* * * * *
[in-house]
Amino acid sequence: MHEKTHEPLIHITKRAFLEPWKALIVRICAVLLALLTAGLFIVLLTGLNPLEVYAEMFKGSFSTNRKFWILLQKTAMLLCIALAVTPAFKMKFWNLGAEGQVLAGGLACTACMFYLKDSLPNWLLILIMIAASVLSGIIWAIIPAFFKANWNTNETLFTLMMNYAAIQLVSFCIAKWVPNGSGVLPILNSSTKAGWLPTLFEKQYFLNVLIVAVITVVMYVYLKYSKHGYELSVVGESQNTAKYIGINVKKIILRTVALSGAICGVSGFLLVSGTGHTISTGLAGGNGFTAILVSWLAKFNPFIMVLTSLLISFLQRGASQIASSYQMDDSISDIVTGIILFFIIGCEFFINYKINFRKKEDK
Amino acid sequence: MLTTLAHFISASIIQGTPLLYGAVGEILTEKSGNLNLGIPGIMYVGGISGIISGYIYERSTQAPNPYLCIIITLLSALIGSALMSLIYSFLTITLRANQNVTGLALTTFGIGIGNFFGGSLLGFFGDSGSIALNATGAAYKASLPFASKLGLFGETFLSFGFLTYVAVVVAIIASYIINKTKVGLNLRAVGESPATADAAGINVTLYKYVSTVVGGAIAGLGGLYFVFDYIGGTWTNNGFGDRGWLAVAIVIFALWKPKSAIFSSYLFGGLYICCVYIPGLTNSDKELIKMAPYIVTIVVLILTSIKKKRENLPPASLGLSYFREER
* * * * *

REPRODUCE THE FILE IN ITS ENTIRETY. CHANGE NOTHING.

[in-house]
Amino acid sequence: MHEKTHEPLIHITKRAFLEPWKALIVRICAVLLALLTAGLFIVLLTGLNPLEVYAEMFKGSFSTNRKFWILLQKTAMLLCIALAVTPAFKMKFWNLGAEGQVLAGGLACTACMFYLKDSLPNWLLILIMIAASVLSGIIWAIIPAFFKANWNTNETLFTLMMNYAAIQLVSFCIAKWVPNGSGVLPILNSSTKAGWLPTLFEKQYFLNVLIVAVITVVMYVYLKYSKHGYELSVVGESQNTAKYIGINVKKIILRTVALSGAICGVSGFLLVSGTGHTISTGLAGGNGFTAILVSWLAKFNPFIMVLTSLLISFLQRGASQIASSYQMDDSISDIVTGIILFFIIGCEFFINYKINFRKKEDK
Amino acid sequence: MLTTLAHFISASIIQGTPLLYGAVGEILTEKSGNLNLGIPGIMYVGGISGIISGYIYERSTQAPNPYLCIIITLLSALIGSALMSLIYSFLTITLRANQNVTGLALTTFGIGIGNFFGGSLLGFFGDSGSIALNATGAAYKASLPFASKLGLFGETFLSFGFLTYVAVVVAIIASYIINKTKVGLNLRAVGESPATADAAGINVTLYKYVSTVVGGAIAGLGGLYFVFDYIGGTWTNNGFGDRGWLAVAIVIFALWKPKSAIFSSYLFGGLYICCVYIPGLTNSDKELIKMAPYIVTIVVLILTSIKKKRENLPPASLGLSYFREER